Tim Cook and Apple standing up for your privacy
The FBI have got a judge to tell Apple to hack into an iPhone on the San Bernardino case. Apple has already told everybody including the law enforcement agencies that it’s not possible to comply with such a request. Apple is right to say this would set a dangerous precedent. If you are a user of an Apple iPhone you are the person in charge of the data contained within it. You are the one with the key to all the locks. Apple does not have a key to a backdoor because there is no door there to be opened. So what the FBI is asking Apple to do is to create a special version of the iPhone operating system just for them. This is no small task and goes against the interests of all of us mobile phone users. As soon as you make a backdoor for one specialised group, then you are effectively making a backdoor for everybody. However much Apple hates terrorists and any of other societies bad people, such as criminals and paedophiles, it works against the rights of all of us if a backdoor entry is created for anybody to use. If the backdoor is created then potentially anyone could get their hands on it and get into your private data.
This particular case of a government agency pleading for a special case is simply government officials who don’t understand how security and privacy works, trying it on. Whatever they’ve been doing by standard lawful means hasn’t been working, so they’re looking for an easy way around. They’re pushing for this because they want to see how far they can push it. They don’t care about the security and privacy of people in general and they think that Big Brother should be able to do whatever it wants. We can be grateful to Apple and Tim Cook for standing up to these bullies on our behalf.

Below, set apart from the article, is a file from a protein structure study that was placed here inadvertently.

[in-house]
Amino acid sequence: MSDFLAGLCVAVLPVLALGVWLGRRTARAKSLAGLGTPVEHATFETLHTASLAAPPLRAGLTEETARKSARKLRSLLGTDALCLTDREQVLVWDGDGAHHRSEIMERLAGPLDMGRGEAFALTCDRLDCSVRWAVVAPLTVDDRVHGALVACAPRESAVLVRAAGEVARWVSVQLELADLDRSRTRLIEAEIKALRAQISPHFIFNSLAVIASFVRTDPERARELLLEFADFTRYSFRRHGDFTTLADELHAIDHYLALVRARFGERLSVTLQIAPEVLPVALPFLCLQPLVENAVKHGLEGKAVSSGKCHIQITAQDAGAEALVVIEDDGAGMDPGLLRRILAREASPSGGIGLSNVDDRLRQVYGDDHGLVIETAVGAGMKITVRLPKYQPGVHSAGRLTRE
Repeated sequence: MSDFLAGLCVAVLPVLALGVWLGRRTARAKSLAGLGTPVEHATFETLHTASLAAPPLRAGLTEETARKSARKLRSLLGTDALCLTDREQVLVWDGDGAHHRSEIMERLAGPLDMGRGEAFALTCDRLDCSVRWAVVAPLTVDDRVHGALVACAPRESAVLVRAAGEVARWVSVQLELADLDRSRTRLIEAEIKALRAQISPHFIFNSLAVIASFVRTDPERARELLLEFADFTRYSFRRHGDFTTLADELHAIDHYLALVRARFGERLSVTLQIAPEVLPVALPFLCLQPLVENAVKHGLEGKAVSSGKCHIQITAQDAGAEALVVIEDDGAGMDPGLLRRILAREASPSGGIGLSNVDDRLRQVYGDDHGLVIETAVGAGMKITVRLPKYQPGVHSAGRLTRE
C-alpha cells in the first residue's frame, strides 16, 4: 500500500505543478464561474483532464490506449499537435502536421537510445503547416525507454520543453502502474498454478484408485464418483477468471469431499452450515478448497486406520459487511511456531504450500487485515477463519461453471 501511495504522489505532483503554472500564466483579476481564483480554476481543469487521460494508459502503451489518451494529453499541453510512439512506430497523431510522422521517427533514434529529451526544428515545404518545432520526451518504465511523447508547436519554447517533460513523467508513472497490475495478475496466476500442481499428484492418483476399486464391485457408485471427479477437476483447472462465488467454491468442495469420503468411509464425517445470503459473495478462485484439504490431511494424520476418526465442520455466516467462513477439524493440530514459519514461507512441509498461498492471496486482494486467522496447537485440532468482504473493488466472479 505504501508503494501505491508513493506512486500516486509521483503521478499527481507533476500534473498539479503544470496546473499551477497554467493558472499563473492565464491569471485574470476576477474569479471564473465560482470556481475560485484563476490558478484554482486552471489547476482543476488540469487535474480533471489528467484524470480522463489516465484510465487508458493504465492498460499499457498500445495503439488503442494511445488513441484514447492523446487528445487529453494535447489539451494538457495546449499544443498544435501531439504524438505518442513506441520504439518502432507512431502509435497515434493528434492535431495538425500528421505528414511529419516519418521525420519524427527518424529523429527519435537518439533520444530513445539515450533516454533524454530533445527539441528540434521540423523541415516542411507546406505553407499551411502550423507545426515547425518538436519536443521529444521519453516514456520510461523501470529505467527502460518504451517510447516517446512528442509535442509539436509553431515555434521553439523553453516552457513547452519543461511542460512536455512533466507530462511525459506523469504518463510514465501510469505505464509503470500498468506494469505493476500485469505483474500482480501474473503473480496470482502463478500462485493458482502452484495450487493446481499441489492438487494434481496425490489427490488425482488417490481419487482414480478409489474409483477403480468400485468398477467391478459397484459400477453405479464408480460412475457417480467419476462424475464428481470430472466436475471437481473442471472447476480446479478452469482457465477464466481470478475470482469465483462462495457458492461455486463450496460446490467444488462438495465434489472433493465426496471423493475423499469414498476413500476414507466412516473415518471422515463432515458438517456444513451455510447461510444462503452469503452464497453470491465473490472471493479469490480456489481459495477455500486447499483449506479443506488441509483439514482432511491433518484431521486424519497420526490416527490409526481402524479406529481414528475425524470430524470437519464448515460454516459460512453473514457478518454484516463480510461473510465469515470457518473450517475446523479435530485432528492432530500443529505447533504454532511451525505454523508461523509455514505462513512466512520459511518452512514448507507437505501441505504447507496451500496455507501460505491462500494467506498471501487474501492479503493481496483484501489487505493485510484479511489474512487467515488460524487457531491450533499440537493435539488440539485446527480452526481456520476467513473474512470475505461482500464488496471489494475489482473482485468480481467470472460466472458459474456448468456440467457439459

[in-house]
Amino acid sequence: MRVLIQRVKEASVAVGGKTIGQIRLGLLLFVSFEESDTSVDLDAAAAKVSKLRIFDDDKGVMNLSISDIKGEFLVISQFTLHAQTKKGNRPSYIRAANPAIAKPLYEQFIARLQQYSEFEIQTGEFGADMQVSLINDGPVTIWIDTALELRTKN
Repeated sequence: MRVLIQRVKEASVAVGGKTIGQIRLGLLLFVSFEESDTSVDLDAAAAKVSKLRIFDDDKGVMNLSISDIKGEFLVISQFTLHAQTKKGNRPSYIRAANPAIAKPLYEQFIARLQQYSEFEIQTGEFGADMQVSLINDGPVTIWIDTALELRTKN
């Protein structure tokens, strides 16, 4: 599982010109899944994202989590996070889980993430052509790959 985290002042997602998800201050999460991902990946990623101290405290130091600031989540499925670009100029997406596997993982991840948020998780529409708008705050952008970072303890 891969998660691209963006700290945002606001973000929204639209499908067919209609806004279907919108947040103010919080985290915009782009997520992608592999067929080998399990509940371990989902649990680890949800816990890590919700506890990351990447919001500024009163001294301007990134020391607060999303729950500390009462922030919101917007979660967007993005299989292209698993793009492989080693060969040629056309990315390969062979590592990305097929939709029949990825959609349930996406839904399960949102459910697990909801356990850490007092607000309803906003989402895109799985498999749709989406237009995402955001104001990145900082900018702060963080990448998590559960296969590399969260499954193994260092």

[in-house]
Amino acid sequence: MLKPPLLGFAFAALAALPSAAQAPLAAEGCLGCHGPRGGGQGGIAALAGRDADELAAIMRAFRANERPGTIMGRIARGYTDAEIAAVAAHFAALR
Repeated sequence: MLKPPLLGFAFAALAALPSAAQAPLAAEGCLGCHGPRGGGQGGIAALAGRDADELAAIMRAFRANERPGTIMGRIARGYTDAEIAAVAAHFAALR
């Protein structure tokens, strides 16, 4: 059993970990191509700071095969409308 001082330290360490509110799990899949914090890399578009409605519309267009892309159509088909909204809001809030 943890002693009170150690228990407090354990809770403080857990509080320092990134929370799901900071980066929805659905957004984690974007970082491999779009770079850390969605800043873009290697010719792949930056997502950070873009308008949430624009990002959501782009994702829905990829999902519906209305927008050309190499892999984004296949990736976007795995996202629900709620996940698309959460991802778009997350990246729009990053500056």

There is more that you can do
There is a case for protecting your security and privacy yourself and not just letting companies like Apple bear the brunt. This is particularly the case with email. If you put any personal data into an email it’s just same as if you were to write that data onto a postcard and put it into the postal system. Anyone would be able to look at the postcard as it goes towards its destination and read whatever is on there. We know this is possible due to the Edward Snowden revelations. Governments have taken the steps to rifle through your emails and everybody else’s emails passing through the internet. They say they’re only doing it for our protection and to a large extent that may well be the case. Does your government of your country or the governments of other countries have your best interests at heart? I think it’s true to say that it’s not always the case and for this reason you should be protecting your personal data with encryption. It’s not only governments who are doing the snooping. There are also criminals who are prepared to hack into information on the Internet. It goes without saying that you certainly do not want these people looking at your private information.
Download PDF Book - SMIME SETUP
Using S/Mime certificates is easy when you have it set up. Learn how to get the Certificate on to your Mac and iOS Devices.
FREE Step by Step Guide to Getting a S/Mime email certificate from StartSSL.com
There are a lot of steps to set up a cert. You have to use the Terminal and put the private key and the certificate in the right places to get the file you need to put the certificate on your iOS devices.
DON'T WORRY - IT'S EASY WITH THIS GUIDE
Right click on the link to download to your device
Don’t forget to check your email to complete the process to join the Good and Geeky tribe. There will be great information coming your way about using technology to improve your Good and Geeky life.
Big data and big prying